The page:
I'll let you in on a little secret. I love toddlers! I always have! I have some memories of my toddler years, and all of them are very fond ones....playing with toys, painting at my easel, endless days at the beach, or on my grandparents farm.
I do kind of remember moments where I felt confused or abandoned, like being left at a baby sitters house, that confusion of not knowing where my mummy had gone. Not realising that she had to work or study. As a baby sitter and a Sunday school teacher, I loved the toddlers - their imagination, their ability to play, their communication with each other and with adults.
I find that I can emapthise with Joseph now. What he's going through now reminds me of how I felt when I moved from Australia to England. Things I did that worked in Australia were out of place in England. Things that I would say in England were taken as sarcasm or even as being rude, but in Australia would just be considered "straight talking", and, in fact, not even noticed at all. At times I felt that no one really understood me at all, and felt completely out of place.
For a toddler it's the same. That transition from living in baby land to living in grown up land is really difficult. Having some words "want drink" for example, but not enough words to truly articulate want, and that clash between what toddler wants and what is safe, and what is acceptable. The behaviour that was cute and adorable in a baby, is not so acceptable in a two year old.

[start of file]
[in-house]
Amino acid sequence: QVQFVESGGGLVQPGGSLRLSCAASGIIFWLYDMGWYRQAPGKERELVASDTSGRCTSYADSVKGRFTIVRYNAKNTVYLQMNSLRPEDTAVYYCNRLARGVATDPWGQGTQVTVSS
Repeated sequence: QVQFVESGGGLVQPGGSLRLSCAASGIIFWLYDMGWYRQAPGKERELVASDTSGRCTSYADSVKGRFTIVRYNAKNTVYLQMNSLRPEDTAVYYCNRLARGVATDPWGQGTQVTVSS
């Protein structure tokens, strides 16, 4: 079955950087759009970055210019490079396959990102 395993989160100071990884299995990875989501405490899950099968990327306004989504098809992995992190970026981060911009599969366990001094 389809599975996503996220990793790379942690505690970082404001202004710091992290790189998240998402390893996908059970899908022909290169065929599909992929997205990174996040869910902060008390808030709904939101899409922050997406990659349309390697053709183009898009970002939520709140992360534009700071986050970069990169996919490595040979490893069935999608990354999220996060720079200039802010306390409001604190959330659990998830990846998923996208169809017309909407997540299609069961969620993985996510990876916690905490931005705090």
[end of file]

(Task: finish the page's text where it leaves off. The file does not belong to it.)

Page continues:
I hate the term "terrible twos". Who are they terrible for? I think sometimes they are terrible for us as parents because we lose that empathy. All we see is the tantrum, and work to hide our embarrassment and just make it all go away. We forget that we were once toddlers, confused about our place in the world, and desperately wanting something that we weren't "allowed" to have.
But put yourself in a toddler's shoes and the toddler years can be terrible, or they can be terrific! I think these two years that they are somewhat free of formal education are really precious. The ability to be messy, to shout, to learn, to love is really amazing, and should be cherished.
I feel sad when people scowl at me at the bus station when Joseph is a little tired and just ready for home, or in the supermarket when he just wants an apple and a drink. If we want to eat, we have to shop! It's not always possible to do it online, or with my husband, who has a car. We have to get out and interact with the world. Sometimes I wonder what the scowling people want me to do. When I talk softly and quietly to Joseph, the scowls get harsher, do they want me to shout? To smack? Do they think those things will help?
I try to have a gentle day with Joseph, time for play, time for sleep, time for food, and then time to do the things we have to do that he may not want to do.
I don't want to spend Joseph's toddler years in fear of the next tantrum. And I want him to start attaining some lovely memories of time spent enjoying and discovering his own unique view of the world.